by Sr. Mary Howard MMM (1939 – 2009) England/ Nigeria 27.12.2023
Editor’s note: Sr. Mary told this story back in 2003 when an understanding of Hansen’s Disease was increasing, and a cure had been found.
He was always known to us as Papa Dennis, though he must have been a very young man when he first came to Ogoja back in 1944. He was suffering from leprosy (Hansen’s Disease) then. He was among the workers who built the small houses that were dedicated as Marian Village, just across from St. Benedict’s TB and Leprosy Hospital.
Papa Dennis remembered the great programme initiated by Dr. Joseph Barnes in the mis-1940s. He was there when the crew came to make the MMM film “Visitation”. He remembered the visits of our foundress, Mother Mary Martin, and the MMMs who pioneered the care of leprosy in that vast area.
All that is a long time ago now. For his whole life since, Papa Dennis lived in one of the small mud-block houses, sharing the village life and its many activities.
With the advances in medicine, he had been cured many years ago. Now he was suffering the usual effects of growing old. He had visited his people on several occasions but preferred the companionship and independence the village offered. However, recently he had changed his mid about that and wanted so much to return to his family home. His niece told him they would be happy to help him to return and live among his own kin. He told me this with great pride, as we chatted together whilst the vehicle that would carry him home was being packed with his belongings.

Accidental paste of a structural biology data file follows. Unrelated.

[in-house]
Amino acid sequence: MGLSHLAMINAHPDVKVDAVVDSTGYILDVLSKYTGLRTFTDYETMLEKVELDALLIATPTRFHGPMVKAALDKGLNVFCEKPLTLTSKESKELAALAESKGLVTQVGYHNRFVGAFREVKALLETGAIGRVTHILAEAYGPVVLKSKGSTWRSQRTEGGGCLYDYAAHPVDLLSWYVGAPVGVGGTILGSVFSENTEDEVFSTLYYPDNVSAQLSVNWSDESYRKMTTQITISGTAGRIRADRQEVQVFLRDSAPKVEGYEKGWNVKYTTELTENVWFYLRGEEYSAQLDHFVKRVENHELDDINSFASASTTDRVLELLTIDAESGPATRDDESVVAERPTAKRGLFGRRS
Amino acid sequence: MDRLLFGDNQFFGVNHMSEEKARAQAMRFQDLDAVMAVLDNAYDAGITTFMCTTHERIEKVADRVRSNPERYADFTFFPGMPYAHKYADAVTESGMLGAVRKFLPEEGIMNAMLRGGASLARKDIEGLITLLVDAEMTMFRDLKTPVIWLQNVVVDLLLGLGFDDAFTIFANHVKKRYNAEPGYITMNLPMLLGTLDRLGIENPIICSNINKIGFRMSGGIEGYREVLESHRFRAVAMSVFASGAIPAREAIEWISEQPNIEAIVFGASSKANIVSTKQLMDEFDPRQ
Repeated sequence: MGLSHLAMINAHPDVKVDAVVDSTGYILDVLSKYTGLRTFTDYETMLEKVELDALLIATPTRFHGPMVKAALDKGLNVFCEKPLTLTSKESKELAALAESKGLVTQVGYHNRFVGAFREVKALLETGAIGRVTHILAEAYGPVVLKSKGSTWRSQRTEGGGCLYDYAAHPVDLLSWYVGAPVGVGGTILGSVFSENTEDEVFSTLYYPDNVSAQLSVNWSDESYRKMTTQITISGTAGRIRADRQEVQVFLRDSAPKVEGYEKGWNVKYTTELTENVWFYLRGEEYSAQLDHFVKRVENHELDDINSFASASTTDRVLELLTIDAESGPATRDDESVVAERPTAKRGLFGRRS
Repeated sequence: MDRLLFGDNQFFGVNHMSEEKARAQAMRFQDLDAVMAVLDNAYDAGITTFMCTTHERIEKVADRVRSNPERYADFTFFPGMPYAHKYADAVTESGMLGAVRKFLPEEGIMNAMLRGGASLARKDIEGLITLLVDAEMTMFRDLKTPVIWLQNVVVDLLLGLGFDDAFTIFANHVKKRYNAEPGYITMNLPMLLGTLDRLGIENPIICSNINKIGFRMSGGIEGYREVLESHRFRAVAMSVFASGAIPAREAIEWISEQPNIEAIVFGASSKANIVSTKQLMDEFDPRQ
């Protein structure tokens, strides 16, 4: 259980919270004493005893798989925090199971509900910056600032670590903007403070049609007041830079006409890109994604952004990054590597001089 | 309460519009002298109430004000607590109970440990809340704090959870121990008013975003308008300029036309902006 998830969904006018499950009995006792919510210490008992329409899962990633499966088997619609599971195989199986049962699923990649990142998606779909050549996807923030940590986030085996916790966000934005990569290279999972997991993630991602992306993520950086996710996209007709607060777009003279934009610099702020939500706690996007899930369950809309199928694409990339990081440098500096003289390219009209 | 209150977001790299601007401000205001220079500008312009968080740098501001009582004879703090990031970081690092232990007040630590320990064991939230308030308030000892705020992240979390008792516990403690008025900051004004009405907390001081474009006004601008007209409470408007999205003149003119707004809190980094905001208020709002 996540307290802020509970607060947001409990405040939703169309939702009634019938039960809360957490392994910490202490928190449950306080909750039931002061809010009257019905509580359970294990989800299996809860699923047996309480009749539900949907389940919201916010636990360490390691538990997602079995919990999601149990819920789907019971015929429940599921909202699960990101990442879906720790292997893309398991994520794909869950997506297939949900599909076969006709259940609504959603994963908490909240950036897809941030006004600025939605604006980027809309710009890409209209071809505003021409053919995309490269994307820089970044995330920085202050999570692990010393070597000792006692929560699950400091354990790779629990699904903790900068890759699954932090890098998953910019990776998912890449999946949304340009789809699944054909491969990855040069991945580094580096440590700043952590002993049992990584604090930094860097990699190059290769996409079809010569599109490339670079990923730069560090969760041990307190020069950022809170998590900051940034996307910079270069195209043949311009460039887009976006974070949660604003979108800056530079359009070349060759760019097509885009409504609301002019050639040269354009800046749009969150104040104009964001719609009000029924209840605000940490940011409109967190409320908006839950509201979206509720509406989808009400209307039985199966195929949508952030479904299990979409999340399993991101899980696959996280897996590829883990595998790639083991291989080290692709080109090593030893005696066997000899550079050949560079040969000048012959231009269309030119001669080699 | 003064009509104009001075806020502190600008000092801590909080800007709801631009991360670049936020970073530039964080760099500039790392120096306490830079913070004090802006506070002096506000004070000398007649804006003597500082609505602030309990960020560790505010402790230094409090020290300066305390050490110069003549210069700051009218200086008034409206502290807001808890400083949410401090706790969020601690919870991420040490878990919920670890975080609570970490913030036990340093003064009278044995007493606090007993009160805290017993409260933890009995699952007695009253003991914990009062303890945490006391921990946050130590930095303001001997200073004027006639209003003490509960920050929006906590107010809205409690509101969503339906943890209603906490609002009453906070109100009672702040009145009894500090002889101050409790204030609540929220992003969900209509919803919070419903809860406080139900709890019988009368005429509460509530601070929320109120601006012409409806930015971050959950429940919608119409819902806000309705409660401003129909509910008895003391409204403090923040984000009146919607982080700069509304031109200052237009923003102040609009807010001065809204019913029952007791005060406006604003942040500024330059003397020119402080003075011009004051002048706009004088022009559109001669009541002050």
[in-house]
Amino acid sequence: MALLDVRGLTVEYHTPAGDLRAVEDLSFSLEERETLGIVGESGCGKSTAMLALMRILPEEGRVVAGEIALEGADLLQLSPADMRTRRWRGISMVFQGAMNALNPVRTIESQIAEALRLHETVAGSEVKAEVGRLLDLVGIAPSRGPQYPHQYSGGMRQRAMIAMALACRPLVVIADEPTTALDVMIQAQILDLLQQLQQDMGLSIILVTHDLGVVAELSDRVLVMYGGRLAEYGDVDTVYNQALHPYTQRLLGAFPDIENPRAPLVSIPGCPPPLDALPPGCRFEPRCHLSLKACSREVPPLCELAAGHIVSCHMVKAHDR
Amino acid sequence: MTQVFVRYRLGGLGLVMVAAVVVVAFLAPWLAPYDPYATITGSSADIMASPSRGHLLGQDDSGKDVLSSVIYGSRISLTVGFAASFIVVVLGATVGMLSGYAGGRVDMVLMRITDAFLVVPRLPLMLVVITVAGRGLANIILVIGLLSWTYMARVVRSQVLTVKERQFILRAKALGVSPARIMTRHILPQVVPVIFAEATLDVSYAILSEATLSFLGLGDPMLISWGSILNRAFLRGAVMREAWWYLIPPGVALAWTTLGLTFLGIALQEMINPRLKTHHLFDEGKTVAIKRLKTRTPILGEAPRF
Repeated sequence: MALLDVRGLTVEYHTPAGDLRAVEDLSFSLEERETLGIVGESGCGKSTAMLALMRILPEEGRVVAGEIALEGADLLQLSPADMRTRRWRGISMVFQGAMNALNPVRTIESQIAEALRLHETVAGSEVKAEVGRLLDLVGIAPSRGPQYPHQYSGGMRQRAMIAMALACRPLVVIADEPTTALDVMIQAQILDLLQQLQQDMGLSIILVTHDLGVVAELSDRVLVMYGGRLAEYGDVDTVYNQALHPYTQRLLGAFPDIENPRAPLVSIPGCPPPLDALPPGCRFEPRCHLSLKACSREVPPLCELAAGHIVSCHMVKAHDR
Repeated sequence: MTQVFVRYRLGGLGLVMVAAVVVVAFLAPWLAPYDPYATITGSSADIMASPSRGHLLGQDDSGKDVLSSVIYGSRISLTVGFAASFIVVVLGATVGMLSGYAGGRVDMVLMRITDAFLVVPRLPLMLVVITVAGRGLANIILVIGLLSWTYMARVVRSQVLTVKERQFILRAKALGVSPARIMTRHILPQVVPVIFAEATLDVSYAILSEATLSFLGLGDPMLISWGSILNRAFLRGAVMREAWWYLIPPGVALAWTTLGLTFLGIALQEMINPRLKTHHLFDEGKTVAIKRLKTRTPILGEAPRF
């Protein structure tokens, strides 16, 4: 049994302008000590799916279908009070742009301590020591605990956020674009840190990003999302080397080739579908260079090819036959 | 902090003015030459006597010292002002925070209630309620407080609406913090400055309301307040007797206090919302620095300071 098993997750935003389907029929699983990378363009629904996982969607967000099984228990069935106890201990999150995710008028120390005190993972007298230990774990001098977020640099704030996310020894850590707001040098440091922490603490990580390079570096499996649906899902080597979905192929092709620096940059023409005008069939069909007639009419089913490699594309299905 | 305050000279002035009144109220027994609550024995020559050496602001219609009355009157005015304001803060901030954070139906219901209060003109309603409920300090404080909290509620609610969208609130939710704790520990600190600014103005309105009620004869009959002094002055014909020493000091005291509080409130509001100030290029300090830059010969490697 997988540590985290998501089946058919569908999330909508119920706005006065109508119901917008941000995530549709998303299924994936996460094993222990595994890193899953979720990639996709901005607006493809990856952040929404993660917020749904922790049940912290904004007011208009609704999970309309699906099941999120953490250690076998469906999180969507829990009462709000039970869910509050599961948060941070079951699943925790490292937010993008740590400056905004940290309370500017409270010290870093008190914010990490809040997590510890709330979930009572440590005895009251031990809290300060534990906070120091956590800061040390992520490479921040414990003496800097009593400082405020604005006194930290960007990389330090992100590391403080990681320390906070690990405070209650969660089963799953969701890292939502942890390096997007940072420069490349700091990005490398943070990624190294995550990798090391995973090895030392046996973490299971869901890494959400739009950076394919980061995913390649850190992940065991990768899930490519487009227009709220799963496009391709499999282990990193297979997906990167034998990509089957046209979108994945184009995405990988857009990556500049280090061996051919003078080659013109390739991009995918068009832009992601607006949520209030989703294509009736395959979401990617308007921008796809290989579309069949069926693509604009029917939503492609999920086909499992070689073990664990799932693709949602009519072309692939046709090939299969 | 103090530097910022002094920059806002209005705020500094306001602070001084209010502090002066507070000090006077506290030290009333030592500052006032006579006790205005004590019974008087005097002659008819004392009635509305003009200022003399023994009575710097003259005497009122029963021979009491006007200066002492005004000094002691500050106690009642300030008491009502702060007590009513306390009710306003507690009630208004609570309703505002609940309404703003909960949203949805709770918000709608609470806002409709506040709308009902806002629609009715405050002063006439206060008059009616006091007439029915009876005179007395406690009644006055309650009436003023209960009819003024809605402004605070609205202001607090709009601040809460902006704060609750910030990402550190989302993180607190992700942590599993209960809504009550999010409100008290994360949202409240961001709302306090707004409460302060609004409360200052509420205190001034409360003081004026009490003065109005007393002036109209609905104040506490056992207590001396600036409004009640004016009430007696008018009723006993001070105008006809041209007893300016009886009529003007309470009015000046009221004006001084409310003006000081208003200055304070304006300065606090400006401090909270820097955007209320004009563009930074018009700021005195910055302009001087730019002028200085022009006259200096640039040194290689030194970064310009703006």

For some time in Nigeria there have been various educational programmes in support of the repatriation of people who had formerly lived in segregation villages, and about self-reliance of those who were cured. This includes repatriation of handicapped residents of the former leprosy segregation villages.
Papa Dennis seemed contented as he said goodbye and took a last look around the village that had been his home for most of his life. He died a few weeks later and was buried among his people. Times and attitudes have changed. He was no longer considered an outcast, but one who was honoured because, as a young man, he had made the sacrifice of leaving his own home for the common good.